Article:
Tuesday, November 30, 2010

Turkey Leftovers: The Soup

For anyone who has hosted a Thanksgiving dinner, knows about the leftover situation. I think the turkey leftover crowd consists of three main schools of thought:
  • Leftovers rock, I will do so many things with them!
  • Eh, turkey sandwiches are okay...
  • F the leftovers, blah!
Personally, I fit into the first group. I love the leftovers more than the main Thanksgiving dinner! Since I host it every year, I find myself stressed out and tired of the sight of food by the time the dinner is on the table. I pick at it a bit, drink too much wine and then pretend to be interested in attempting to sort of help with dishes...then drink more wine.

My favorite leftover is the turkey soup. Every year my parents come over the day after Thanksgiving, and we enjoy the turkey soup and some leftover bread together. It's relaxing, warm, and delicious.

  • Turkey Carcass
  • Giblets and Neck
  • Carrots
  • Celery
  • Parsley
  • Onion
  • Garlic
  • 8 oz Tomato Juice
  • Salt and Pepper
  • Small Pasta (optional)
  • Grated Pecorino Romano Cheese (optional)
As soon as dinner is over, my husband starts dismantling the turkey carcass.  Dark meat goes in one container, and white meat in another. Once it's thoroughly cleaned off, we plop the bones and carcass bits into the stockpot*. I fill the stockpot with water, cover it, and start the boil. You can season the water if you like. I didn't season the water this year as I did the bacon turkey, and it was plenty salty and good as-is. Once it is boiling, turn it down to a simmer. This will go for as long as you want. I did mine for about 4 hours. Once you're tired and thinking of going to bed, take the stockpot off the stove, let it rest a bit, dump the carcass in the trash, and put the pot into the fridge.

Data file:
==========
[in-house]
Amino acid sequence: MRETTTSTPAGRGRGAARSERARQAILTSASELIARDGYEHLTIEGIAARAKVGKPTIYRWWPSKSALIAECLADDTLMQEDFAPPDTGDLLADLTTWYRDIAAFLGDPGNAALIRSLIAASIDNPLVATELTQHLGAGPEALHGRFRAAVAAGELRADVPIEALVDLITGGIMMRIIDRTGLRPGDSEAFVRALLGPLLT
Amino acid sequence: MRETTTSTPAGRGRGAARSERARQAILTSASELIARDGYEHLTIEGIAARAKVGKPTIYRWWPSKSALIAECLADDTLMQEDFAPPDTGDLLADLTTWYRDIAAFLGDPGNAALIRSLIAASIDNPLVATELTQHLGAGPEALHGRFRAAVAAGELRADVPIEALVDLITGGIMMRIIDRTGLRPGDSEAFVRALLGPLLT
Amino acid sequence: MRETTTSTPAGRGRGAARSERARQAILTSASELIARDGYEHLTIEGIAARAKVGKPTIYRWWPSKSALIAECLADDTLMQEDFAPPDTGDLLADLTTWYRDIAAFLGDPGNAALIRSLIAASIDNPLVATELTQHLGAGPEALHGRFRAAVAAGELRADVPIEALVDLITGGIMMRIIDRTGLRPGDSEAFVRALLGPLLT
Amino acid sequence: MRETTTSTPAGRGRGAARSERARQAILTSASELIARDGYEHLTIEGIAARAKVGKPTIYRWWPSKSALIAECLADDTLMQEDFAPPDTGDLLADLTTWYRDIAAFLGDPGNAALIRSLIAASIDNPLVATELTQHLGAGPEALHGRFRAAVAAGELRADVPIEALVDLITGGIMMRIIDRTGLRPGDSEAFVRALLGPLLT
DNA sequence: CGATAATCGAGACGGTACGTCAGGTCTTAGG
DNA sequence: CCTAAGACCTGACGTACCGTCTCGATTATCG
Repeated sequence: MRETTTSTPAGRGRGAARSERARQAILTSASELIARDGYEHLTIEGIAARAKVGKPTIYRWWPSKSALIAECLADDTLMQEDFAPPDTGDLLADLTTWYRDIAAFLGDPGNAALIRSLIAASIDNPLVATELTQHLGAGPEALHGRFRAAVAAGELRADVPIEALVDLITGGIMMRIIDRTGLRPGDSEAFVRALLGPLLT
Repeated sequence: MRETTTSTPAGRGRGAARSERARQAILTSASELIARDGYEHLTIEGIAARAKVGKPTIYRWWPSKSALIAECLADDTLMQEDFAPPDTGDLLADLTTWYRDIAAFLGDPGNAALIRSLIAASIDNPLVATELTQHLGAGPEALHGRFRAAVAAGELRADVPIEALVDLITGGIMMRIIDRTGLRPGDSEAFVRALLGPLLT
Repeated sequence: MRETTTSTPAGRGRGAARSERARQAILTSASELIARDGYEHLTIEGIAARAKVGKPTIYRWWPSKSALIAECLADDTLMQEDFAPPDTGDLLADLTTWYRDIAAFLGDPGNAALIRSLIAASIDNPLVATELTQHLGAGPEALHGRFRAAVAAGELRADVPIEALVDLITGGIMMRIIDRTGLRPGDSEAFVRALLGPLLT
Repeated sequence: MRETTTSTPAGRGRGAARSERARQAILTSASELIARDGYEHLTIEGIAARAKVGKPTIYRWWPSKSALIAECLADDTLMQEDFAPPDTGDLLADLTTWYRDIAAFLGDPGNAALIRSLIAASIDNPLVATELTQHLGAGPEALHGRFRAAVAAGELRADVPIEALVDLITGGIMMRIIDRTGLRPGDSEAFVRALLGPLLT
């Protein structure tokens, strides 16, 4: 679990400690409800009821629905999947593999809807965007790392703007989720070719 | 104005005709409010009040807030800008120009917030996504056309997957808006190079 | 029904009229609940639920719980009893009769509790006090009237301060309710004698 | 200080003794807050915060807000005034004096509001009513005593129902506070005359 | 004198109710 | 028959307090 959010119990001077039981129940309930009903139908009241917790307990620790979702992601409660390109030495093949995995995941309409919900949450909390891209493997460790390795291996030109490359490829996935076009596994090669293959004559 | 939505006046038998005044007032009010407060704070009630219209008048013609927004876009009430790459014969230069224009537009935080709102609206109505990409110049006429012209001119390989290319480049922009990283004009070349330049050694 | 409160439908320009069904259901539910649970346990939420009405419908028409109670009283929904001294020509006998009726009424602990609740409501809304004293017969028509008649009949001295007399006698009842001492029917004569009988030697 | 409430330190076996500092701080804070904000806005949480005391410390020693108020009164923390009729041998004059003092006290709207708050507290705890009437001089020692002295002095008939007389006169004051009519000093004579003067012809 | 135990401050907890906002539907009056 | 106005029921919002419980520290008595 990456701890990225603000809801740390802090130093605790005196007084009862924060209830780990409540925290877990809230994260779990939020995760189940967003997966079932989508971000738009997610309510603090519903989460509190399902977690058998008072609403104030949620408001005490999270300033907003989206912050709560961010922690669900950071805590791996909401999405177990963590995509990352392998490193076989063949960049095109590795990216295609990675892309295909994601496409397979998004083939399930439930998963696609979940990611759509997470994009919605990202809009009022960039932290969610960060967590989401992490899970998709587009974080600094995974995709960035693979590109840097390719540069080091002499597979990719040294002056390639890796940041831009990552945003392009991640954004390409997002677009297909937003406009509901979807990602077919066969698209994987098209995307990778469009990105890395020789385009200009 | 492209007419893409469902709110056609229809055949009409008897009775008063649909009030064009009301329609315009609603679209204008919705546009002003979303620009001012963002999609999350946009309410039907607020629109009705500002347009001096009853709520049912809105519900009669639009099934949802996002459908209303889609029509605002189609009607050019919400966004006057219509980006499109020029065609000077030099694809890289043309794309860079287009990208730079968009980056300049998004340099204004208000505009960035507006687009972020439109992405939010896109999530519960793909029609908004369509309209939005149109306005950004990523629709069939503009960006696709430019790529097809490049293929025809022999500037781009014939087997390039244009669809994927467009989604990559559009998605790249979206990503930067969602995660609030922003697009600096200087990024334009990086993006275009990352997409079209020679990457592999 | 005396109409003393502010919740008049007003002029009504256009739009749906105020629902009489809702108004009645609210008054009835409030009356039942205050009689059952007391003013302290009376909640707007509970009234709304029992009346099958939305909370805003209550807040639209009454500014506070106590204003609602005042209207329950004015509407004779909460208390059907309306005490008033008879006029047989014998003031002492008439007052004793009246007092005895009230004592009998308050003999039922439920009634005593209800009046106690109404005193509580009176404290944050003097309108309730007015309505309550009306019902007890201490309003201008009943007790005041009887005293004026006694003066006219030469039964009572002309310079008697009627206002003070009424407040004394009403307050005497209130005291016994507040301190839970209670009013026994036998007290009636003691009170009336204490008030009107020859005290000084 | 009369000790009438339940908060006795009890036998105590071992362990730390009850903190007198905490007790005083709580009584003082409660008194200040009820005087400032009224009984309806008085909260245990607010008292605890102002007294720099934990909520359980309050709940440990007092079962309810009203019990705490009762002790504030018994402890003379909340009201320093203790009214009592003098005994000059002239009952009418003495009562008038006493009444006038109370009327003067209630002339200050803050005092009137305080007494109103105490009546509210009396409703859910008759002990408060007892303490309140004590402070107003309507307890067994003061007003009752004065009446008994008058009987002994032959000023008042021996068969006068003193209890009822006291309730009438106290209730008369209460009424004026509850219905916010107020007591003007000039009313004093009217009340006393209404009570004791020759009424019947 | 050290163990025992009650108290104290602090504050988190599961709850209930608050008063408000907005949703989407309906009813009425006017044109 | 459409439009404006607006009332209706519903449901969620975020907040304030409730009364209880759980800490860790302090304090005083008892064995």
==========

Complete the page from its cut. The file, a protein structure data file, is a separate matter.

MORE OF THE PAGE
The next day (early afternoon), take out the huge stockpot and see if any oil has hardened on the top. If so, just scrape it off with a spoon.

Put that bad-boy back on the stove, and turn up the heat. Add your giblets and neck if you didn't use them for gravy the day before. Roughly cut up carrots, celery, onion, parsley, and some garlic cloves. Add those to the soup. Pour in an 8 oz can of tomato juice, and season the soup with some salt and pepper. Once it comes to a boil, lower the temp to a simmer, cover it, and let it go. I let mine go for about 2 1/2 hours.

After about an hour or so of simmering, taste the broth and make sure it's seasoned to your liking. Add more seasoning now if necessary.

When you're soup is done, take it off the heat. Now is also the time that you'll want to boil up some small pasta** if you like that in your soup. I always put pasta in my soup, and I highly recommend it.

Remove the vegetables from your soup. I put these in a bowl and cover with some foil to keep them warm. It is now that you're probably going to benefit from some help - you need to strain the soup through a fine strainer. This gets you a really nice broth. Once your pasta is done, strain it and run some cold water through it to keep it from sticking together. Put some pasta in your bowls and top it with a couple ladles of soup.

Personally - it is at this point where I just top my soup with some pecorino-romano, and call it a day. My parents on the other hand, enjoy adding the cooked vegetables to their broth as well as chunks of leftover turkey. To each his own, and that's why this meal rocks. I made enough broth this year for at least 5 dinners!

* My stockpot has a removable strainer inside it - this makes all the difference when you're making soup. You can easily dump out the turkey carcass and strain out your vegetables after your second boil.

** I used tiny star pasta this year, and it was so good!

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